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Stockholm 1912. King Gustav V of Sweden hands over the decathlon gold medal to Jim Thorpe, and famously tells him, “You, sir, are the world’s greatest athlete.”
The accolade sticks.
Since then, the winner of the Olympic decathlon event – consisting of ten track and field events, held over two days – earns this coveted tag, along with his gold medal.
The event traces its history back to the pentathlon competitions which were held at the Ancient Greek Olympics. That involved five disciplines – long jump, discus throw, javelin throw, sprint, and a wrestling match – introduced in Olympia in 708 BC.
Some 2600 years later, the event evolved into the modern decathlon, consisting of ten events – 100-metre sprint, long jump, shot put, high jump, 400-metre sprint, 110-metre hurdles, discus throw, pole vault, javelin throw and 1500-metre race.
The decathlon, not surprisingly, is by far the most physically taxing event at the Olympics. More importantly, it is the only test of all-round athleticism known to humankind.
Performance is judged on a points system in each event, not by the position achieved. Your score is dependant on your time in track events, and distance or height in the field.
The current world record rests with an American, Ashton Eaton, who scored 9045 points at the 2015 IAAF World Championships.
To put this in perspective, if someone at a decathlon was to match the world record in each respective event, the total score would be 12,560. And if someone were to match the total decathlon score for the best performances ever during decathlons in each discipline, that score would be 10,544. So Eaton’s 9045 points is the mark of a truly great all-round athlete.
Starting with Jim Thorpe and the first time the decathlon was held as an official Olympic event in 1912, Americans have won a staggering 12 of the 23 gold medals awarded. With Eaton to participate, it is most likely that 13 of 24 will be the result when the event concludes on August 18 at the Olympic Stadium in Rio.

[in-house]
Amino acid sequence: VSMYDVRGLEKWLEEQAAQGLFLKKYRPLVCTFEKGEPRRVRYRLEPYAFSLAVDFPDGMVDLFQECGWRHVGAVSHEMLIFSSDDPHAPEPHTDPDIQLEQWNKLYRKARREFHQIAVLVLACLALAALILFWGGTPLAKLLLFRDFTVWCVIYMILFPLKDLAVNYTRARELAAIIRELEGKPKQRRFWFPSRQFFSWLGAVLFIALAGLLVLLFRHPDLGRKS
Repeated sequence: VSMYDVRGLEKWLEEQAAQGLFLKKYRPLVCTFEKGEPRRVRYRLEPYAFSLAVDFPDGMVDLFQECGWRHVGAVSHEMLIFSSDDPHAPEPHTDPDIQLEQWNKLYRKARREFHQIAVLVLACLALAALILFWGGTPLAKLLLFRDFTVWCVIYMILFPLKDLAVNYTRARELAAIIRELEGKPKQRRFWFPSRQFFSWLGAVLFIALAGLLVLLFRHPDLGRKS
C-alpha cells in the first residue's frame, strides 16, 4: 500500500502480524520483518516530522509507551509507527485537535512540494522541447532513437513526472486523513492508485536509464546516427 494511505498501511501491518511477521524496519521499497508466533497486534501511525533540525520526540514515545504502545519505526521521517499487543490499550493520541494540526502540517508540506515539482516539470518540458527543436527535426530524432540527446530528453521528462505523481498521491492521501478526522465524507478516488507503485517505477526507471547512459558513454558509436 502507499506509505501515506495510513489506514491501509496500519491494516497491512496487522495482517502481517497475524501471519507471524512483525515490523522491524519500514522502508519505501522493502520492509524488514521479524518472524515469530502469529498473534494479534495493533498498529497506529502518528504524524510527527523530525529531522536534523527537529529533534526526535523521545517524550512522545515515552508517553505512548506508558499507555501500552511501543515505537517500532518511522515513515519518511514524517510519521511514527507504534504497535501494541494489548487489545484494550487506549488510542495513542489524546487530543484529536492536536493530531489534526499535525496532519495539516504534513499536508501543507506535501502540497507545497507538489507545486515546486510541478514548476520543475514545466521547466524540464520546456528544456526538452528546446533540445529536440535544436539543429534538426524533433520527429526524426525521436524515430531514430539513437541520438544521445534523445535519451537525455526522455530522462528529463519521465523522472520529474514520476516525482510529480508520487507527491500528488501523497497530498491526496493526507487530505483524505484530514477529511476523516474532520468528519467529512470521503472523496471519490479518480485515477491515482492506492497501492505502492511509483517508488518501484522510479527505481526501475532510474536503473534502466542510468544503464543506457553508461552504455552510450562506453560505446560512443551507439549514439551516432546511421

For those of us who grew up in the 1980s, Daley Thomson was a household name. This remarkable British athlete was crowned the best athlete in the world not once, but twice. If any questions remained after his decathlon gold at the 1980 Olympics in Moscow – because of the boycott of the western nations – he silenced all detractors by repeating his performance at Los Angeles in 1984. And, just to prove a point, he slipped in a gold at the World Championships in 1983, where all his competitors from both sides of the Iron Curtain participated.
With a high of 8847 at the 1984 Games, Thompson remains at the No.5 position in the all-time decathlon standings, 32 years later.
There have been a few good men who have won this coveted title in the 100 years since Thorpe first won the respect of the King of Sweden.
American Bob Mathias achieved at the 1948 and 1952 Olympics the feat Thompson was to repeat 30 years later. Dan O’Brien won only one Olympic Gold, in 1996, but also took home three successive World Championship gold medals – in 1991, 1993, and 1995. Roman Sebrle of the Czech Republic achieved the second-highest points ever achieved in the Decathlon, 9026, won an Olympic gold in 2004, and a silver in 2000, besides a World Championships gold in 2007, over the course of a remarkable career.
At Rio, the focus will be on Belgian decathlete Thomas van der Plaetsen. At the World Indoor Championships in 2014, he won a bronze before being pulled up for doping, with an abnormal test for the HCG hormone. After being vilified by the Belgian and world press, medical tests found the source of the abnormality – testicular cancer.
A tumour removal and several rounds of chemotherapy later, Plaetsen has made a remarkable comeback. He travels to Rio as the European decathlon champion of 2016, and a real shot at the gold.
Ashton Eaton will do well not to take his crown as the world’s greatest athlete for granted when he steps on to the Olympic Stadium later this month.